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Fact Or Fiction: Can You Really See The Great Wall Of China From Space?

Madeline Hiltz
Photo Credit: South China Morning Post / Getty Images
Photo Credit: South China Morning Post / Getty Images

When we were in school, many of us were taught that the Great Wall of China was the only human-made object visible from outer space and the moon. However, as it turns out, both of these claims are inaccurate. The Great Wall is hardly visible from orbit, and it is certainly not visible from the moon. On the other hand, many other human structures are visible to the naked eye in orbit.

Section of the Great Wall of China
A section of the Great Wall of China. (Photo Credit: Gary Miller/ Getty Images)

The theory about the Great Wall of China was first presented in 1932 when Ripley’s Believe It or Not! published a cartoon of the structure, stating, “the mightiest work of man, the only one that would be visible to the human eye from the moon.” Interestingly, no one had been to outer space, let alone the moon, in 1932, but this depiction nonetheless started a rumor that would last decades.

In 2003, Yang Liwei, China’s first man in space, found that he could not see the Great Wall when he was in orbit. When he returned to earth, he told a Chinese television show that “the scenery was very beautiful, but I didn’t see the Great Wall.”

Astronaut Yang Liwei waving
China’s first astronaut Yang Liwei waves to the crowd during a show in his honor at the Hong Kong stadium in Hong Kong, 01 November 2003. (Photo credit: TED ALJIBE/AFP via Getty Images)

Until Yang Liwei’s trip to space, elementary school textbooks in China had proclaimed that the structure could be seen by the naked eye of an orbiting astronaut. After Liwei returned to earth, however, the Chinese Ministry of Education moved to have publishers stop printing textbooks that perpetuated this myth.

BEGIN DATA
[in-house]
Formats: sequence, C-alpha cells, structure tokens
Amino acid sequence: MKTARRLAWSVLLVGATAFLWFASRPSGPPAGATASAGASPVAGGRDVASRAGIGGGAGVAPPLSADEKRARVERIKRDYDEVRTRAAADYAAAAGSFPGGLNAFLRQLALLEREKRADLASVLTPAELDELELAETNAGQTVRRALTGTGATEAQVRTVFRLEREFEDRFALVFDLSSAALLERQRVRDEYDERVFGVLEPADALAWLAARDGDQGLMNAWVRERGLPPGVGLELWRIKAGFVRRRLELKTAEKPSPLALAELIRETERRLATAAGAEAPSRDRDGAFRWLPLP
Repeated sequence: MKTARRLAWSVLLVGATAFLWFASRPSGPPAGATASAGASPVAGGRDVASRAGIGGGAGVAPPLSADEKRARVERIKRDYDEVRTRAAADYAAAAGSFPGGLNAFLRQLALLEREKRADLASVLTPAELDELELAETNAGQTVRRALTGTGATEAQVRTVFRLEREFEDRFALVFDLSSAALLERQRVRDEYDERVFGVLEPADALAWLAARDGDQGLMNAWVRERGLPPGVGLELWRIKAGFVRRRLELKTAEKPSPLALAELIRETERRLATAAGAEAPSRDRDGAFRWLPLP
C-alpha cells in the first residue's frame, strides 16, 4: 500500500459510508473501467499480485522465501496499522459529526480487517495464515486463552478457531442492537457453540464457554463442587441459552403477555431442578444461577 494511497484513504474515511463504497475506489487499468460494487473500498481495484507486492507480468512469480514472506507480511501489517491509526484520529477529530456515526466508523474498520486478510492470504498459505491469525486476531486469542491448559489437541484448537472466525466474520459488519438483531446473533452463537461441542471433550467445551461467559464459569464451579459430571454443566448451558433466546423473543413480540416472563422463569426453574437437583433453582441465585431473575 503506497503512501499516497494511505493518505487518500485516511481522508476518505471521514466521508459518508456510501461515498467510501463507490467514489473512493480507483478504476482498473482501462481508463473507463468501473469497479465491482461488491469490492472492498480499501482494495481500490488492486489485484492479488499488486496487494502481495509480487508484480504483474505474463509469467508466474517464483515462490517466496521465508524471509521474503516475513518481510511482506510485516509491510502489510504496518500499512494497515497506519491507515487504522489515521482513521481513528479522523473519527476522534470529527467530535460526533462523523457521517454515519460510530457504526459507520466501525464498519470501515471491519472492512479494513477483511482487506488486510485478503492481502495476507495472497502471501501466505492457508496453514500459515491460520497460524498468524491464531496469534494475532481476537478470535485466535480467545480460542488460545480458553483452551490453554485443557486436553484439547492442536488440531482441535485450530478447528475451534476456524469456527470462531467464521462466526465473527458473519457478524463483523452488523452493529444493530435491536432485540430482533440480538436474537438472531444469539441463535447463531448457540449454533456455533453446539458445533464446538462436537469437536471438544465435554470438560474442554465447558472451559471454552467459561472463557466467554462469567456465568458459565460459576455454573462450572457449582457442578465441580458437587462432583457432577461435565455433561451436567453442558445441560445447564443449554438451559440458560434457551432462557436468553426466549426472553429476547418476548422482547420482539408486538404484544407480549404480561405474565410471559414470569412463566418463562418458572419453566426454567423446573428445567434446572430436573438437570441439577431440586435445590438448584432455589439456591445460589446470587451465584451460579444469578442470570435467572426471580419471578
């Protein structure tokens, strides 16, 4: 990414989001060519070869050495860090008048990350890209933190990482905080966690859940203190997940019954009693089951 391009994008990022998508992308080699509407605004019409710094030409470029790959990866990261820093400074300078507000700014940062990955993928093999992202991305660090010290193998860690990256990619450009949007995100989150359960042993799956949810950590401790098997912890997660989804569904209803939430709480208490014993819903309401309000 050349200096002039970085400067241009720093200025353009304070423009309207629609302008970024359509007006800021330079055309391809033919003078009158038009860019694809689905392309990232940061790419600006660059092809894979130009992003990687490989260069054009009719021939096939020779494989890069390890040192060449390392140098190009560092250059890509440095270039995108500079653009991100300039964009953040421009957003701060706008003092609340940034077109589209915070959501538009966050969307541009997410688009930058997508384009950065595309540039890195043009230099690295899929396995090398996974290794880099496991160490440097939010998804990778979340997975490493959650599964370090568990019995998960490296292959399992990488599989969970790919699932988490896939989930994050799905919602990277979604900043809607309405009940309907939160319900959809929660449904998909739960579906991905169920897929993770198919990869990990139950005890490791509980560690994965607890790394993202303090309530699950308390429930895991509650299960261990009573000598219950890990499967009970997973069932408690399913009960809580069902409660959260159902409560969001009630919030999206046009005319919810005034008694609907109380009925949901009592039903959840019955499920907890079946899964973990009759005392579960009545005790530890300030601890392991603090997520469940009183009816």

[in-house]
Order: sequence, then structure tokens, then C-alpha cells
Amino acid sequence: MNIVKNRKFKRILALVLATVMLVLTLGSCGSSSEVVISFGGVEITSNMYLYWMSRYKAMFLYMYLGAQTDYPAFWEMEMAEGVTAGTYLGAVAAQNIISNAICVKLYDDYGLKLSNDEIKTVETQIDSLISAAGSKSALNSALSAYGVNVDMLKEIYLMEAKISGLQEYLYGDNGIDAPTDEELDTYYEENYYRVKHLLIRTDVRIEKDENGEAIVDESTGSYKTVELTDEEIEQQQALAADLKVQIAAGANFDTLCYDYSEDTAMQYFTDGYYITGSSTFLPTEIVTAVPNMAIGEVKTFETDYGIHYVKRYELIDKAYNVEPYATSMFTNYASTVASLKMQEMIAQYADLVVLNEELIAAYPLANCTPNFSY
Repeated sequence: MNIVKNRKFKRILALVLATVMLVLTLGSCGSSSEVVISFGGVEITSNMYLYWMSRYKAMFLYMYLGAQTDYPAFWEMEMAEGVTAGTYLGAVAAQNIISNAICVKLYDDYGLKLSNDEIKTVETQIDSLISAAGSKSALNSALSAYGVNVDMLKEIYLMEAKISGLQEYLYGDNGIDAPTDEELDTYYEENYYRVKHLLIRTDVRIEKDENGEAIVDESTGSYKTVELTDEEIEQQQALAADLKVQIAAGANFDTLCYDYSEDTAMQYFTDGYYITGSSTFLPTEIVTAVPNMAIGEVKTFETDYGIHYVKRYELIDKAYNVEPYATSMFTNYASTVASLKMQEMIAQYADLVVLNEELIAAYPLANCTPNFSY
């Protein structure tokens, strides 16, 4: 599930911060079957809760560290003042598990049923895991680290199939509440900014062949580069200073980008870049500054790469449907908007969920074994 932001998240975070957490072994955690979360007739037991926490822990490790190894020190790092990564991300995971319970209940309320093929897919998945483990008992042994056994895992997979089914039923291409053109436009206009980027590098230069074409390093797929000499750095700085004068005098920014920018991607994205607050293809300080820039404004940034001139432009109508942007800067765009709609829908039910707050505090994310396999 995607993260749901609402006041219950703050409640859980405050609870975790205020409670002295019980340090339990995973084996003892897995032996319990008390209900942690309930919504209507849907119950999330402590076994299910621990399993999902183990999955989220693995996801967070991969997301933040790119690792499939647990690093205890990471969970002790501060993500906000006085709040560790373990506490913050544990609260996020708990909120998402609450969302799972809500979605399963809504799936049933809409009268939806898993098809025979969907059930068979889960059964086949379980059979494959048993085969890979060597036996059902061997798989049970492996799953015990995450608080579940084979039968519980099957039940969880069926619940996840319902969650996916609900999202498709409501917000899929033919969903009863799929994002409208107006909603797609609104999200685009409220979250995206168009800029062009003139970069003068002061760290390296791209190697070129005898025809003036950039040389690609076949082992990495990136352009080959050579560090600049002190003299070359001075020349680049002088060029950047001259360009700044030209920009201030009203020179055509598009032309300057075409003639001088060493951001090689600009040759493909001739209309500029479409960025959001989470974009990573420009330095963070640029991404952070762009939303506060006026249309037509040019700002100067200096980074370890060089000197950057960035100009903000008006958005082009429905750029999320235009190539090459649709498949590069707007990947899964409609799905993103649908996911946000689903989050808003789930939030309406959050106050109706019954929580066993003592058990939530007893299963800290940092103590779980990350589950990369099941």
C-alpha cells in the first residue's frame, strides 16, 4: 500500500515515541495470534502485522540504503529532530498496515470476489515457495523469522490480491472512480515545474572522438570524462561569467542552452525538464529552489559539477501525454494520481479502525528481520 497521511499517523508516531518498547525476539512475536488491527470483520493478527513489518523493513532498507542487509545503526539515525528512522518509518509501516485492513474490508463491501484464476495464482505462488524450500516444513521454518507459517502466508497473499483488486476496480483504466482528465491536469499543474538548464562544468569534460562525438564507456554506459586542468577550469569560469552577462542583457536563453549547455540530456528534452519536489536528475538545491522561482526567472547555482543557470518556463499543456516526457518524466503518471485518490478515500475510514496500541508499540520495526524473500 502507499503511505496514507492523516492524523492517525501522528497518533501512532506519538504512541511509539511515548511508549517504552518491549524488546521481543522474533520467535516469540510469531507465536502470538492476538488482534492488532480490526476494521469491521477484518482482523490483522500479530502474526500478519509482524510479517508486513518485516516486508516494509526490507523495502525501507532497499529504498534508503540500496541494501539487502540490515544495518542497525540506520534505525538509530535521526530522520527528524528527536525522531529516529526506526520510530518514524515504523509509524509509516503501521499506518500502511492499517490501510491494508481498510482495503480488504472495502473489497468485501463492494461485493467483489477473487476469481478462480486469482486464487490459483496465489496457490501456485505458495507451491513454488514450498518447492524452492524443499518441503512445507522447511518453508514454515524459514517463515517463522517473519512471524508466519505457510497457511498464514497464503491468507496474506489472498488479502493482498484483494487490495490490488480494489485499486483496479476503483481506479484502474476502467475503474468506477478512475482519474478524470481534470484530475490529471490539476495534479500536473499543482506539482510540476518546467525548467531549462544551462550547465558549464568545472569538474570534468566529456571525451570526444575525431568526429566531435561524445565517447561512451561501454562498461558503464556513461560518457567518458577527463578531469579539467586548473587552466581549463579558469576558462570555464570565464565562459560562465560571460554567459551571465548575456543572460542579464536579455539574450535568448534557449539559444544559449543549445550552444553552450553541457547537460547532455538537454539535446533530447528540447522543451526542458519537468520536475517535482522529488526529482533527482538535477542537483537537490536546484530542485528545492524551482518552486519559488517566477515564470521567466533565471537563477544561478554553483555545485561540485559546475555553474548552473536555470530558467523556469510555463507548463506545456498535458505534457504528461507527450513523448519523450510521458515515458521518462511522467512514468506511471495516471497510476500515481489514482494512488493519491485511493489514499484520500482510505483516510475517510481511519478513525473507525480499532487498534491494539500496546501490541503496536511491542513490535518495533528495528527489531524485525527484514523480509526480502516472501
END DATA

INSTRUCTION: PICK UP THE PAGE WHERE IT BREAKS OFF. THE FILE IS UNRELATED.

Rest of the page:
In 2004, the Great Wall of China myth resurfaced after astronaut Leroy Chiao took photos from the International Space Station using a zoom lens. He photographed a region of Inner Mongolia, about 200 miles north of Beijing, and the photo was confirmed to show the Great Wall. However, Chiao himself admitted that he was unable to see the Wall with unaided eyes and was unsure if the picture actually showed it.

Great Wall of China from Space
Photo taken in 2004 by astronaut Leory Chiao. This photo is (apparently) the first verifiable photo of the Great Wall of China made from low Earth orbit. (Photo Credit: Leroy Chiao/ NASA)

Many other human-made structures are visible from orbit. Astronauts have stated that the pyramids at Giza are relatively easy to spot, but the most visible structures are roads or bridges across straits. Cities and some skyscrapers are also visible from space, especially at night because of their light.

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Part of the reason that the Great Wall of China is so difficult to spot from space is due to the coloring of the Wall itself and the soil surrounding it, as they are very similar in color. Although it is possible to get a glimpse of the Great Wall with the help of binoculars or a camera lens, one thing is certain – the Great Wall of China is very difficult to see from space and it certainly can’t be seen from the moon.

Madeline Hiltz

Madeline Hiltz is one of the authors writing for The Vintage News